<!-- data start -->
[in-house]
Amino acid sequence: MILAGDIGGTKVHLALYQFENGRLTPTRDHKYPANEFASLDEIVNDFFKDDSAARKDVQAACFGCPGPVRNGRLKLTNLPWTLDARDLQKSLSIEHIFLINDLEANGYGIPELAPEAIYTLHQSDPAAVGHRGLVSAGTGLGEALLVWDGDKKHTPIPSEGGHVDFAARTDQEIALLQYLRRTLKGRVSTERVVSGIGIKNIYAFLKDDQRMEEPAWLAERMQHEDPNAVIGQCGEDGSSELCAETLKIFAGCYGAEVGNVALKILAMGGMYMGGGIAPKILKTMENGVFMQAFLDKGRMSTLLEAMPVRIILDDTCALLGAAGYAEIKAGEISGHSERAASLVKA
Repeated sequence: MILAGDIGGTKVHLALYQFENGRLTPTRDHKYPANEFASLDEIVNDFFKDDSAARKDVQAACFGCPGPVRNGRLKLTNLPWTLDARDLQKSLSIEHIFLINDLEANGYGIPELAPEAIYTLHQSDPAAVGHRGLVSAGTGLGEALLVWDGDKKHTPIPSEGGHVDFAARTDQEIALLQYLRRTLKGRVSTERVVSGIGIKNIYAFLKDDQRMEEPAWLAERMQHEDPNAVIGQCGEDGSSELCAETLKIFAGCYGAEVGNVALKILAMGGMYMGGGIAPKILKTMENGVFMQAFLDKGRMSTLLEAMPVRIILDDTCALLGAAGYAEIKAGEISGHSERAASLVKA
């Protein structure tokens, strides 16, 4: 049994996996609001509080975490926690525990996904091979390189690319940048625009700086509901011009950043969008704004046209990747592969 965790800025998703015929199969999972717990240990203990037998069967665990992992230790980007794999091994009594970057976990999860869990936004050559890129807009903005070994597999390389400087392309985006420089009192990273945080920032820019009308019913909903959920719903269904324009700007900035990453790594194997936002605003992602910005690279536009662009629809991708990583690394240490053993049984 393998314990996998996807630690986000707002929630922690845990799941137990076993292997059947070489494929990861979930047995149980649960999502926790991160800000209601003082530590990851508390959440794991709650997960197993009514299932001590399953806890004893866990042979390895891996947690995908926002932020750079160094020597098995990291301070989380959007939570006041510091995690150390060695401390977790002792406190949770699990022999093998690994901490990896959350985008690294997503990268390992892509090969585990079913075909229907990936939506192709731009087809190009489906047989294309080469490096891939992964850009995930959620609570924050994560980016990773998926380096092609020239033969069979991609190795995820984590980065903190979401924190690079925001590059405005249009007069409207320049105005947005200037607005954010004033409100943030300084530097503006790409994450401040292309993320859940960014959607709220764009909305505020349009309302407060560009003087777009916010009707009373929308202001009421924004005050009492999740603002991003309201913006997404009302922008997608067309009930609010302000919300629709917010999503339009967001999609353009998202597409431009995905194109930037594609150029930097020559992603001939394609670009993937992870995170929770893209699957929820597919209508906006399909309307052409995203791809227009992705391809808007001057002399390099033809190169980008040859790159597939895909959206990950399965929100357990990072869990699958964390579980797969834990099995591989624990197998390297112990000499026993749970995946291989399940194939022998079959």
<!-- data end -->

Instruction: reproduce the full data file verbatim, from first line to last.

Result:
[in-house]
Amino acid sequence: MILAGDIGGTKVHLALYQFENGRLTPTRDHKYPANEFASLDEIVNDFFKDDSAARKDVQAACFGCPGPVRNGRLKLTNLPWTLDARDLQKSLSIEHIFLINDLEANGYGIPELAPEAIYTLHQSDPAAVGHRGLVSAGTGLGEALLVWDGDKKHTPIPSEGGHVDFAARTDQEIALLQYLRRTLKGRVSTERVVSGIGIKNIYAFLKDDQRMEEPAWLAERMQHEDPNAVIGQCGEDGSSELCAETLKIFAGCYGAEVGNVALKILAMGGMYMGGGIAPKILKTMENGVFMQAFLDKGRMSTLLEAMPVRIILDDTCALLGAAGYAEIKAGEISGHSERAASLVKA
Repeated sequence: MILAGDIGGTKVHLALYQFENGRLTPTRDHKYPANEFASLDEIVNDFFKDDSAARKDVQAACFGCPGPVRNGRLKLTNLPWTLDARDLQKSLSIEHIFLINDLEANGYGIPELAPEAIYTLHQSDPAAVGHRGLVSAGTGLGEALLVWDGDKKHTPIPSEGGHVDFAARTDQEIALLQYLRRTLKGRVSTERVVSGIGIKNIYAFLKDDQRMEEPAWLAERMQHEDPNAVIGQCGEDGSSELCAETLKIFAGCYGAEVGNVALKILAMGGMYMGGGIAPKILKTMENGVFMQAFLDKGRMSTLLEAMPVRIILDDTCALLGAAGYAEIKAGEISGHSERAASLVKA
């Protein structure tokens, strides 16, 4: 049994996996609001509080975490926690525990996904091979390189690319940048625009700086509901011009950043969008704004046209990747592969 965790800025998703015929199969999972717990240990203990037998069967665990992992230790980007794999091994009594970057976990999860869990936004050559890129807009903005070994597999390389400087392309985006420089009192990273945080920032820019009308019913909903959920719903269904324009700007900035990453790594194997936002605003992602910005690279536009662009629809991708990583690394240490053993049984 393998314990996998996807630690986000707002929630922690845990799941137990076993292997059947070489494929990861979930047995149980649960999502926790991160800000209601003082530590990851508390959440794991709650997960197993009514299932001590399953806890004893866990042979390895891996947690995908926002932020750079160094020597098995990291301070989380959007939570006041510091995690150390060695401390977790002792406190949770699990022999093998690994901490990896959350985008690294997503990268390992892509090969585990079913075909229907990936939506192709731009087809190009489906047989294309080469490096891939992964850009995930959620609570924050994560980016990773998926380096092609020239033969069979991609190795995820984590980065903190979401924190690079925001590059405005249009007069409207320049105005947005200037607005954010004033409100943030300084530097503006790409994450401040292309993320859940960014959607709220764009909305505020349009309302407060560009003087777009916010009707009373929308202001009421924004005050009492999740603002991003309201913006997404009302922008997608067309009930609010302000919300629709917010999503339009967001999609353009998202597409431009995905194109930037594609150029930097020559992603001939394609670009993937992870995170929770893209699957929820597919209508906006399909309307052409995203791809227009992705391809808007001057002399390099033809190169980008040859790159597939895909959206990950399965929100357990990072869990699958964390579980797969834990099995591989624990197998390297112990000499026993749970995946291989399940194939022998079959």